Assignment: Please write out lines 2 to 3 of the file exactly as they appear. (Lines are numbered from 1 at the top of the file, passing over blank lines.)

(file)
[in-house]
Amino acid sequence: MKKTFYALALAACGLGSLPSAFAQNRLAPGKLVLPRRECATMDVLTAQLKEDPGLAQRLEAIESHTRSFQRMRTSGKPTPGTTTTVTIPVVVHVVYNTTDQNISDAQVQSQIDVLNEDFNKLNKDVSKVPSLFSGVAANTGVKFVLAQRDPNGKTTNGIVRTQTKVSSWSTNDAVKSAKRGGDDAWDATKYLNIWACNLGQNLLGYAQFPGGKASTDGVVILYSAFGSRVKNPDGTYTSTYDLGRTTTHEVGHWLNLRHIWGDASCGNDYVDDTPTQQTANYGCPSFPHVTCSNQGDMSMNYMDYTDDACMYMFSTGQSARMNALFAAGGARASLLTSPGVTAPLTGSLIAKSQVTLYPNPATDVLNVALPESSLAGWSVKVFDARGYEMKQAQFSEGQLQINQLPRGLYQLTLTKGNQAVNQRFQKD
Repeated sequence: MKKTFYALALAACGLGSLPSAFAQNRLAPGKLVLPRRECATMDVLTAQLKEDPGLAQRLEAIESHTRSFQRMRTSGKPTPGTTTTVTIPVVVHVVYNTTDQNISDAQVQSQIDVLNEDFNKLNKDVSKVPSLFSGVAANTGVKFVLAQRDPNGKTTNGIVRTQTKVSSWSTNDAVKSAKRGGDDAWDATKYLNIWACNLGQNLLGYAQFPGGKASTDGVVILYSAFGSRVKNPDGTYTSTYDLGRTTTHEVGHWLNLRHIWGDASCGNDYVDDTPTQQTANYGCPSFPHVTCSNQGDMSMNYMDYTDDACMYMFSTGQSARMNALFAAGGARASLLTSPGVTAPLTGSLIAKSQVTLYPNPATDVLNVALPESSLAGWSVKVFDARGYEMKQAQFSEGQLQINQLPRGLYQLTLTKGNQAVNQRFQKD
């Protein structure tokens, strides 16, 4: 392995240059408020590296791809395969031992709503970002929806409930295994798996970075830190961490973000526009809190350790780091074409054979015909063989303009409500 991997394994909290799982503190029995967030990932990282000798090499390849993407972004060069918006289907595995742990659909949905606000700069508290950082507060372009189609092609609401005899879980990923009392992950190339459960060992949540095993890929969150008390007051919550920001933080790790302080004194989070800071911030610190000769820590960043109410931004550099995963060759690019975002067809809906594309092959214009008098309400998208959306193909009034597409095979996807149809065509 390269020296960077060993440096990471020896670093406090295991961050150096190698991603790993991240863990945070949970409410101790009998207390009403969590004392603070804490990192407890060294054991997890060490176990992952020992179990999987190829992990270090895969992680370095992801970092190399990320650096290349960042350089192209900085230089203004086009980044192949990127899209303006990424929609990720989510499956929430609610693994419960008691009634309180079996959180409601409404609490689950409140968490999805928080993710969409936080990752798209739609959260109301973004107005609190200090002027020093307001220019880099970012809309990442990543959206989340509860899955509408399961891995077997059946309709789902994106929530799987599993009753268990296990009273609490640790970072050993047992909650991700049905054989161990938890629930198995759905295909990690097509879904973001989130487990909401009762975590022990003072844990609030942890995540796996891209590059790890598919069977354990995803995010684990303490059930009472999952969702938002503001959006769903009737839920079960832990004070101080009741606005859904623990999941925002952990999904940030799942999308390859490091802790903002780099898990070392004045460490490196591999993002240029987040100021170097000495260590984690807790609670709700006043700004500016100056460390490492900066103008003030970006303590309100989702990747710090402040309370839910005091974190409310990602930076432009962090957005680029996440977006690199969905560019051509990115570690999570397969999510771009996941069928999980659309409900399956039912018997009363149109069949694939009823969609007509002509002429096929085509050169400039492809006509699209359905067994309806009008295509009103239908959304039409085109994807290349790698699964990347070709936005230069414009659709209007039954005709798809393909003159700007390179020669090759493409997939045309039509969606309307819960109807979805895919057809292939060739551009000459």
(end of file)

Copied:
Amino acid sequence: MKKTFYALALAACGLGSLPSAFAQNRLAPGKLVLPRRECATMDVLTAQLKEDPGLAQRLEAIESHTRSFQRMRTSGKPTPGTTTTVTIPVVVHVVYNTTDQNISDAQVQSQIDVLNEDFNKLNKDVSKVPSLFSGVAANTGVKFVLAQRDPNGKTTNGIVRTQTKVSSWSTNDAVKSAKRGGDDAWDATKYLNIWACNLGQNLLGYAQFPGGKASTDGVVILYSAFGSRVKNPDGTYTSTYDLGRTTTHEVGHWLNLRHIWGDASCGNDYVDDTPTQQTANYGCPSFPHVTCSNQGDMSMNYMDYTDDACMYMFSTGQSARMNALFAAGGARASLLTSPGVTAPLTGSLIAKSQVTLYPNPATDVLNVALPESSLAGWSVKVFDARGYEMKQAQFSEGQLQINQLPRGLYQLTLTKGNQAVNQRFQKD
Repeated sequence: MKKTFYALALAACGLGSLPSAFAQNRLAPGKLVLPRRECATMDVLTAQLKEDPGLAQRLEAIESHTRSFQRMRTSGKPTPGTTTTVTIPVVVHVVYNTTDQNISDAQVQSQIDVLNEDFNKLNKDVSKVPSLFSGVAANTGVKFVLAQRDPNGKTTNGIVRTQTKVSSWSTNDAVKSAKRGGDDAWDATKYLNIWACNLGQNLLGYAQFPGGKASTDGVVILYSAFGSRVKNPDGTYTSTYDLGRTTTHEVGHWLNLRHIWGDASCGNDYVDDTPTQQTANYGCPSFPHVTCSNQGDMSMNYMDYTDDACMYMFSTGQSARMNALFAAGGARASLLTSPGVTAPLTGSLIAKSQVTLYPNPATDVLNVALPESSLAGWSVKVFDARGYEMKQAQFSEGQLQINQLPRGLYQLTLTKGNQAVNQRFQKD